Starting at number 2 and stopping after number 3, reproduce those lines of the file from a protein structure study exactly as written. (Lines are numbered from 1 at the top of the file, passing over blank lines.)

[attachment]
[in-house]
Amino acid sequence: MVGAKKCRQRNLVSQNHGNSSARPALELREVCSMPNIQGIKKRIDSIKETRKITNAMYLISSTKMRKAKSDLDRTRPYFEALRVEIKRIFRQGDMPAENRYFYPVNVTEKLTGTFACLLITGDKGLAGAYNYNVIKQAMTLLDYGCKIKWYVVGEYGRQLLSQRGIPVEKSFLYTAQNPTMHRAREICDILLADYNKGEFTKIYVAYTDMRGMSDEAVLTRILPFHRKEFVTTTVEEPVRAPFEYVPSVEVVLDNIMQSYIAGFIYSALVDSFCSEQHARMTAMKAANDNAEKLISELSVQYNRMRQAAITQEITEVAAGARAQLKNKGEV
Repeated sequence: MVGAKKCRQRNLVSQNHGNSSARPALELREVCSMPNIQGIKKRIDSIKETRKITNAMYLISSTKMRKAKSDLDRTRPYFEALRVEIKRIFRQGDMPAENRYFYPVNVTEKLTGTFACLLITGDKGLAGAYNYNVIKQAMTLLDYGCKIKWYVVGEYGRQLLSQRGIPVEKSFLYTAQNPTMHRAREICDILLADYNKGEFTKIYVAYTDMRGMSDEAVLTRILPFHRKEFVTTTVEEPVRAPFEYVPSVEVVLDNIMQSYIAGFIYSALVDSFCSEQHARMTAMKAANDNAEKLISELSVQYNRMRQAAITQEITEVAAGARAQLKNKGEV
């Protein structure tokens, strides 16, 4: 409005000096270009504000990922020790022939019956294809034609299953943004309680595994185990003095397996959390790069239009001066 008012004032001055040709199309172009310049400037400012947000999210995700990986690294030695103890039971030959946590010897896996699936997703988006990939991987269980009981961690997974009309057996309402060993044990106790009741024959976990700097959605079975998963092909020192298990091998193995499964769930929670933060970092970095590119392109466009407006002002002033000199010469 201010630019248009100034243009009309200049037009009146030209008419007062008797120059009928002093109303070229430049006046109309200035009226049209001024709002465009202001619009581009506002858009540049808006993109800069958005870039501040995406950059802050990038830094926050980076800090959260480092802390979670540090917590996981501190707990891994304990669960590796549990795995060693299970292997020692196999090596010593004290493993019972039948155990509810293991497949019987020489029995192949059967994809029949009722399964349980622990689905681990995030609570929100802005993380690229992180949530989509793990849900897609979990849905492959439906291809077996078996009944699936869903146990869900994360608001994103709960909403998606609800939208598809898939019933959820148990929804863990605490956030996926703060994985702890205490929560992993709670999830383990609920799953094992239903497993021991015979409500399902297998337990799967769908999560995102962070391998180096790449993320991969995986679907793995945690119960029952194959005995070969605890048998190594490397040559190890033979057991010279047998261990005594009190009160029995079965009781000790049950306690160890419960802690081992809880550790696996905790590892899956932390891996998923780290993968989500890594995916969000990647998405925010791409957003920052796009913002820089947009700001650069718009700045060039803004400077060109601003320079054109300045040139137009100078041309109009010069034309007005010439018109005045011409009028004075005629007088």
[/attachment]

Amino acid sequence: MVGAKKCRQRNLVSQNHGNSSARPALELREVCSMPNIQGIKKRIDSIKETRKITNAMYLISSTKMRKAKSDLDRTRPYFEALRVEIKRIFRQGDMPAENRYFYPVNVTEKLTGTFACLLITGDKGLAGAYNYNVIKQAMTLLDYGCKIKWYVVGEYGRQLLSQRGIPVEKSFLYTAQNPTMHRAREICDILLADYNKGEFTKIYVAYTDMRGMSDEAVLTRILPFHRKEFVTTTVEEPVRAPFEYVPSVEVVLDNIMQSYIAGFIYSALVDSFCSEQHARMTAMKAANDNAEKLISELSVQYNRMRQAAITQEITEVAAGARAQLKNKGEV
Repeated sequence: MVGAKKCRQRNLVSQNHGNSSARPALELREVCSMPNIQGIKKRIDSIKETRKITNAMYLISSTKMRKAKSDLDRTRPYFEALRVEIKRIFRQGDMPAENRYFYPVNVTEKLTGTFACLLITGDKGLAGAYNYNVIKQAMTLLDYGCKIKWYVVGEYGRQLLSQRGIPVEKSFLYTAQNPTMHRAREICDILLADYNKGEFTKIYVAYTDMRGMSDEAVLTRILPFHRKEFVTTTVEEPVRAPFEYVPSVEVVLDNIMQSYIAGFIYSALVDSFCSEQHARMTAMKAANDNAEKLISELSVQYNRMRQAAITQEITEVAAGARAQLKNKGEV